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25 January 2017

Building the PiCart RetroPie housing

I saw Zach's writeup on his Pi Cart RetroPie build, and just had to try it. Definitely follow his instructions--they're really easy, and he covers a lot of the potential pitfalls. This post doesn't cover anything new, I just figured I'd document my foray into what it was like to put one together with stuff I had on hand. The second hardest part of this project was getting my hands on the Pi Zero, since Adafruit has them in and out of stock at random. The hardest part was winding all the cables inside the cart to make everything fit.

Here's the stuff I collected for this project:

1 16GB Sandisk MicroSD card (Class 10; speed is important)
1 Micro USB to USB-A adapter (the super small kind)
1 male to female Micro USB adapter
1 4-port USB hub (Link is to the one Zach used)
1 Nintendo cartridge of your choice
1 USB Wi-Fi adapter (optional)
1 USB Drive for ROM transfer

1 3.8mm Security bit
1 Box cutter with new blade
Hot glue gun
Lots of patience

As usual, click on the photos to make 'em bigger if you want to.

Zach's instructions use an Amazon Basics 4-port USB hub, which is only about $6. But I have USB hubs lying around, so to keep costs down, I used one that had two ports on one side and two ports on the opposite side. This way I could plug the WiFi dongle in at the back and add a bluetooth dongle later if I wanted. Power usage is a concern, though, so I probably won't. All you really need is two accessible ports for two controllers, and you can always unplug a controller to update ROMs via USB drive.

Before you start, maybe test the Pi to make sure it works. I've never had a problem with any Raspberry Pi boards, but you never know. Download the RetroPie image (you want the Raspberry Pi 0/1 version for the Pi Zero) and follow the instructions on the RetroPie page for installation. Plug the card in and boot the Pi, ideally with a controller attached. If everything works, assemble your PiCart!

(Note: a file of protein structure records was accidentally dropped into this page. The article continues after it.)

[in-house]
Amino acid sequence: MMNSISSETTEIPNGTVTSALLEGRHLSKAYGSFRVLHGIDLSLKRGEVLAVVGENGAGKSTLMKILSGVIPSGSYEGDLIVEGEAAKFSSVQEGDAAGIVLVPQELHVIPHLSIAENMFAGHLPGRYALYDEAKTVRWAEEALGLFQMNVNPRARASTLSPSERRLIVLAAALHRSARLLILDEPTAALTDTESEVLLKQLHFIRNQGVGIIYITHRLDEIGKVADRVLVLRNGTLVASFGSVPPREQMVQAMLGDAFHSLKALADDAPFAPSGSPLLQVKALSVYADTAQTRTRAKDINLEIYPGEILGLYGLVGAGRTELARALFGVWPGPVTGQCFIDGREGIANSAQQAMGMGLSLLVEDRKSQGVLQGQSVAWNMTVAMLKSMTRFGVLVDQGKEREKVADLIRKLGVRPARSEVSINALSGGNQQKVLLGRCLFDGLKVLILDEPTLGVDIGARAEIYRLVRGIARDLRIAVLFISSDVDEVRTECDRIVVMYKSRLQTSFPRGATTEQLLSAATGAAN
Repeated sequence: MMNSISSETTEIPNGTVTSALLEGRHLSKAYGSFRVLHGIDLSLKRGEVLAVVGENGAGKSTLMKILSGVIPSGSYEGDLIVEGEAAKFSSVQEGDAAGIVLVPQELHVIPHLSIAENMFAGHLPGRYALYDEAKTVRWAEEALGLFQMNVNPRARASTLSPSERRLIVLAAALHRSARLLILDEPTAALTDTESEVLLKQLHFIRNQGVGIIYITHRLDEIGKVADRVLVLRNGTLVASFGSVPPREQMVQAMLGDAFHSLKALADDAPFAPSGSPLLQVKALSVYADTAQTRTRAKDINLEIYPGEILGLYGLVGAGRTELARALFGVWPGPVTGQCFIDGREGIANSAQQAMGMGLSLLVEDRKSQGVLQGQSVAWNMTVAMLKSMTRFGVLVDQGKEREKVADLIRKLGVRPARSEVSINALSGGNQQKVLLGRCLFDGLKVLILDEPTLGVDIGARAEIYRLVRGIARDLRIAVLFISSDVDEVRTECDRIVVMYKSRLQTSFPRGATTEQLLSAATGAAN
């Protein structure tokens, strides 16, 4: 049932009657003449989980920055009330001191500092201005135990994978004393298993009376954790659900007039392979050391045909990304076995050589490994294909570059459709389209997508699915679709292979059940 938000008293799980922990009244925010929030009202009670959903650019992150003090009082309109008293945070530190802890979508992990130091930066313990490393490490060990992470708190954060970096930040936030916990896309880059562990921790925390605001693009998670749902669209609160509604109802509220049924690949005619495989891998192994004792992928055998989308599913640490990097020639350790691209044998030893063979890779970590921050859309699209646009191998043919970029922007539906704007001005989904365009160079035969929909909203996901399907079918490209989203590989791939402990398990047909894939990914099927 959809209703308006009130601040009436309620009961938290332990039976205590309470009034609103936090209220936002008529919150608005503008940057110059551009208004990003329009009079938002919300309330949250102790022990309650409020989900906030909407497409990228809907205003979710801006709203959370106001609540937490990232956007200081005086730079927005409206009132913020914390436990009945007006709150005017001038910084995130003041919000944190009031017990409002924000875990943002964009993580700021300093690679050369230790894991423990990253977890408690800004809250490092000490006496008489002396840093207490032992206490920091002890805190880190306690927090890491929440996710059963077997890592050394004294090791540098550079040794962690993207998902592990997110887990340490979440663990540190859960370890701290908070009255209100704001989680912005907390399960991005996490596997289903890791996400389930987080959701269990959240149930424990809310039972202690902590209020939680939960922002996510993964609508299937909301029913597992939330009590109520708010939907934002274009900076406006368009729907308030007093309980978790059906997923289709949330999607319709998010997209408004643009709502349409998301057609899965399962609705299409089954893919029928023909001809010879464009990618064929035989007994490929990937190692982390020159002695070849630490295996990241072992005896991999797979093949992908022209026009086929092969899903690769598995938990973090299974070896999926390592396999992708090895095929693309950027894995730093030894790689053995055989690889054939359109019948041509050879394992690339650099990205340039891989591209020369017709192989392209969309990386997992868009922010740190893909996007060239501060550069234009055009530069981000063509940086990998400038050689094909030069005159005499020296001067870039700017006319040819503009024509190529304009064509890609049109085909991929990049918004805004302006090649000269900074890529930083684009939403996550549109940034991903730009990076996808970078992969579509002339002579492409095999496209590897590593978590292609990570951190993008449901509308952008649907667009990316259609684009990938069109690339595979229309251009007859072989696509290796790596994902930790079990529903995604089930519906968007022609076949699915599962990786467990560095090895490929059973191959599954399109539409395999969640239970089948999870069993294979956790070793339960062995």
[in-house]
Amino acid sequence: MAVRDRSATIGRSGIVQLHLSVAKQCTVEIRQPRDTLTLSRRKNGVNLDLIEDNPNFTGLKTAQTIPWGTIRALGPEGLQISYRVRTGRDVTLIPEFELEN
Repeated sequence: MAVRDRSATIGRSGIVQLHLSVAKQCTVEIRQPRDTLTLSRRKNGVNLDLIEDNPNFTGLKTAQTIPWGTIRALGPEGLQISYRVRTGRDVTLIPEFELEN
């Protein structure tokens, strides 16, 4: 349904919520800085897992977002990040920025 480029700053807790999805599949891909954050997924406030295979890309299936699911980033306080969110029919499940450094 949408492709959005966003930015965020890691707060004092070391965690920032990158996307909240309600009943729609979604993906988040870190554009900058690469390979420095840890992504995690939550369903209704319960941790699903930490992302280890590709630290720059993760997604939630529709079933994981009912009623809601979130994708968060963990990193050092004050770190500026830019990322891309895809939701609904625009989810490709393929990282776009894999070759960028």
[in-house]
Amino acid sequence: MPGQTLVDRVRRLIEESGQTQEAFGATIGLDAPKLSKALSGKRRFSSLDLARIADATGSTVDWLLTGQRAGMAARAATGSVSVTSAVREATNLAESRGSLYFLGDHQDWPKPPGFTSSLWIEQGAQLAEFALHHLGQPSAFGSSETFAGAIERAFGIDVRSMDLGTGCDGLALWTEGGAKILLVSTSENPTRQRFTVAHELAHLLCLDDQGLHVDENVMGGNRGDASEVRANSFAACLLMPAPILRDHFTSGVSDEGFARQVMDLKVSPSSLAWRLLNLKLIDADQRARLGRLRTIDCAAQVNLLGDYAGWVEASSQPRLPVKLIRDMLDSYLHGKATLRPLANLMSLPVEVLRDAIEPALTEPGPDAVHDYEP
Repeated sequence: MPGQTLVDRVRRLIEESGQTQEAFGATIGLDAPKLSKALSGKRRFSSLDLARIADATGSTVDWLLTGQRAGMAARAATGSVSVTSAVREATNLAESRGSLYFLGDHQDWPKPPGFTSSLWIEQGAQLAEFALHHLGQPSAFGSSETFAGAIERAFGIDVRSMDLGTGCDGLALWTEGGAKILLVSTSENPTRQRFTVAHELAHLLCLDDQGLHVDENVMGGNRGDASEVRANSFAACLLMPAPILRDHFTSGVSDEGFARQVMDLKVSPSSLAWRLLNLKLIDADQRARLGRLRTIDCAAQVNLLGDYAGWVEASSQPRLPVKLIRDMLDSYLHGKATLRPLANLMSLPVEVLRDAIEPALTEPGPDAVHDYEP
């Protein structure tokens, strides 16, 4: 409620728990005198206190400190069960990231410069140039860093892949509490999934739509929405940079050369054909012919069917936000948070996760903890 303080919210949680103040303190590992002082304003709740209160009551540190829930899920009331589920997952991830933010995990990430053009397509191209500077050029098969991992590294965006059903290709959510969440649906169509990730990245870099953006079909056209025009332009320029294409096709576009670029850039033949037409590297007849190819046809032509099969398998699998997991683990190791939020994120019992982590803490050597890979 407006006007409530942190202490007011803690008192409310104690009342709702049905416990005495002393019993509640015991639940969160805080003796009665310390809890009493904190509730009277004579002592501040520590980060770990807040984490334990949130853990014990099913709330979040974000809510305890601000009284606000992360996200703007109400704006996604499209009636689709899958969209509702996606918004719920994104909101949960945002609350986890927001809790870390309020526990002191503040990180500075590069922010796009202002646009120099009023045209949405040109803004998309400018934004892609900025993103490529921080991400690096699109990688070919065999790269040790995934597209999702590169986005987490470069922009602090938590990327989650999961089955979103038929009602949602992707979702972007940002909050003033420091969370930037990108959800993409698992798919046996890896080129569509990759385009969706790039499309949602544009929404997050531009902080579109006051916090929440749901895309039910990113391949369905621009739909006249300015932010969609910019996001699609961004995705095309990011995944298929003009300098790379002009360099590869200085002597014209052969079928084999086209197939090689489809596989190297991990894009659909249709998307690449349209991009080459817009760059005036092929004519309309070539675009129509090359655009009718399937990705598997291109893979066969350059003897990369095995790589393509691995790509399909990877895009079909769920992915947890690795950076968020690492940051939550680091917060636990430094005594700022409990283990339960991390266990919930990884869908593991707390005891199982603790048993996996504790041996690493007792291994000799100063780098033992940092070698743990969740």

I got everything together and opened up the cart using the security bit. There are a few free alternatives online for opening the cart, but trust me, buying the security bit or screwdriver is worth it.

There isn't a whole lot of room inside an NES cart, even though the thing is mostly filled with air. I pulled out the original game board and marveled at how big it was compared to the Pi Zero.


The Pi Zero needs to be held to be believed. It's about the size of half a graham cracker square.

Or about a fifth of a dollar bill.

I laid down a towel so the tiny parts wouldn't bounce away too easily, then got all the pieces out to assemble. The cables were all stiff and new (especially the HDMI adapter), so I figured I was in for a challenge.

The new guts.

The USB adapter is tiny...

...but it works.

I started by following Zach's instructions, and kept modifying as I went, since I was using a different hub and cables. The HDMI adapter connected to the Pi, the USB adapter plugged the hub into the Pi, and the male-to-female Micro USB adapter felt way too short...but would probably work.

So far, so good.

I was originally planning to keep the shell on the USB hub, since it seemed to fit as it was, but I decided to open it up to create a little extra air flow. The Pi Zero runs pretty cool, and it won't be handling any demanding games, but it does warm up while you play. This RetroPie will be set up to play the classics, because nostalgia. Those were the best games anyway. Don't judge me.

The USB hub isn't powered, and the Pi Zero doesn't put out a whole lot of extra power, so I scrapped the plan to add a bluetooth dongle. I wanted to keep the Wi-Fi dongle, though, for updates and metadata scraping.

I scored the divider on both halves of the cart, then pushed it to snap it off. It actually broke pretty cleanly. Then I sanded it smooth, mostly to rough up the plastic to give the hot glue a bit more purchase.

The Pi goes right about there.

Then I spent a stupid amount of time just moving stuff around and bending wires to find the best fit. There's really no preparing for this, you just have to figure it out through trial and error. The HDMI cable is NOT very flexible, so that took precedence. I was able to wedge it against the middle screw post to keep it bent.